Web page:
Spring Semester 2010
Healthcare Information Technology
Course Number 24216
Instructor: Ron Fuqua, Ph.D.
Office Hours: Monday & Wednesday 4 to 6 and Thursday by appointment
Class Meeting: Online – Orientation - January 11 at 7:00 p.m. in UC 267
This course is designed to provide a broad understanding needed by healthcare
managers of the critical role information technologies and systems play in
healthcare organizations. The focus is on the understanding of technologies
including hardware, applications, the Internet, E-Health, planning, project
management and the future of information technology in healthcare management
will also be mastered.
HCMG 3112 with a minimum US grade of C
And HCMG 3101 with a minimum US grade of C
Austin, C. & Boxerman, S. (2003). Information Systems for Healthcare
Management (6th Ed.). Chicago, IL: AUPHA, HAP.
Upon completion of this course, the student will:
1. Understand general hardware distinctions in the realm of information
2. Relate software to the various applications of information technology in a
health care organization.
3. Describe the Internet in terms that demonstrate an understanding of its
history, development, and use in current IT operations.
4. Be aware of the future of E-health.
5. Understand the role of planning in effectively using information technology
for patient care.
6. Describe and apply project management concepts.
Grading Policy: Point Distribution:
90 – 100 A Course Progress 20
80 – 89 B Reading & Writing Journals 20
Spring Semester 2010
70 – 79 C Course Project 20
60 – 69 D Class Assessments 20
Below 60 F Exams 20
Course progress is a reflection of education as progress in educing your abilities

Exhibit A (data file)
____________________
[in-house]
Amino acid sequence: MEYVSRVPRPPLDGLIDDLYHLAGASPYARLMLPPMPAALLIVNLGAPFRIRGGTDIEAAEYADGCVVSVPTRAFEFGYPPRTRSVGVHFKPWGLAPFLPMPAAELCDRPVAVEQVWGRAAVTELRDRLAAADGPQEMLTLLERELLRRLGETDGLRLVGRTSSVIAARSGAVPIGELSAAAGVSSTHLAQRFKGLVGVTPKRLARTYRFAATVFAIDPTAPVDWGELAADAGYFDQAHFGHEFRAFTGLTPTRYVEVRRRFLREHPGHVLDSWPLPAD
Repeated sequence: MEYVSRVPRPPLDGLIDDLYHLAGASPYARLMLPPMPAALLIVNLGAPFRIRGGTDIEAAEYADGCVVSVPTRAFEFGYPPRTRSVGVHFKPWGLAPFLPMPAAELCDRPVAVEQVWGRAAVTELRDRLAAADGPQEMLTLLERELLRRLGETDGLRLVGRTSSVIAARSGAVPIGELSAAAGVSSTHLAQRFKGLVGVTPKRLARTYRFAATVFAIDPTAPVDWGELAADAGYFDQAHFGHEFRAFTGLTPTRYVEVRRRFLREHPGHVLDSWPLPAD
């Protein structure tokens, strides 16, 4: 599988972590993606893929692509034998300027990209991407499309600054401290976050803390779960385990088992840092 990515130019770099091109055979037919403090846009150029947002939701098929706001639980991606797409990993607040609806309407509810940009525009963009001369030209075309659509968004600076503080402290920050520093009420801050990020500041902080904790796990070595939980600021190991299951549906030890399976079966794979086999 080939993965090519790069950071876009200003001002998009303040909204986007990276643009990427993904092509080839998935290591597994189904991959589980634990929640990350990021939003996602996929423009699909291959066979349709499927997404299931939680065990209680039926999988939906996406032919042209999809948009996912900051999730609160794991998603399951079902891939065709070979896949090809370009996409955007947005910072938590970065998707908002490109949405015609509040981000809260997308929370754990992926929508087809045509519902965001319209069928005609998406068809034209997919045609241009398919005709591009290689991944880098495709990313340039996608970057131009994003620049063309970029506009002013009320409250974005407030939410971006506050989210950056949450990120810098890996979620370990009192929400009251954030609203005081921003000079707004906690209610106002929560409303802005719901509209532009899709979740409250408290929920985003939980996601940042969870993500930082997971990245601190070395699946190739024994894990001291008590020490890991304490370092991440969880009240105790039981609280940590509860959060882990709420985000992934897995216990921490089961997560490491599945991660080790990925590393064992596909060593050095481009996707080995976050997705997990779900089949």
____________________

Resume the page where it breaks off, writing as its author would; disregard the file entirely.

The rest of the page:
into reality over time. As such, your progress is important. You will receive -5
points from the 20 total points for each late course requirement that exceeds one
All students are required to attend one of the following speakers in the Jim Wood
1. Raj Anand, President and CEO, Southern States, LLC – Sat. 9/12/09,
11:30am – 1:30pm (UC 272)---MBA Students
2. Jim McCaffrey, Chief Strategy Officer, Turner Broadcasting– Tues.
9/15/09, 11:30am – 12:30pm (UC 272)
3. Sally Sidwell, COO, Kaiser Permanente – Mon. 9/28/09, 11am – 12:00pm
4. Jerry Wilson Series, Chief Customer and Commercial Officer, Coke –
Mon. 10/5/09, 6:30pm – 8:00pm (Cont Ed Rm 101)
5. Frank McCloskey, Chief Diversity Officer, Georgia Power– Tues. 10/20/09,
6:30pm – 7:30pm (UC 272)
6. Michael Cotton, President, Wellcare – Wed. 11/4/09, 12:00pm – 1:00pm
Reading and Writing Journals
Reading is a basic educational life tool. You are encouraged to read journal
articles from the field of study. Any article directly related to information
technology in health care is acceptable. You are required to select and read two
articles and to write a one page summary of each article. Each summary will be
worth 10 points. The articles may be submitted at any time before the scheduled
Course project is opportunity to demonstrate your ability to accomplish a bigger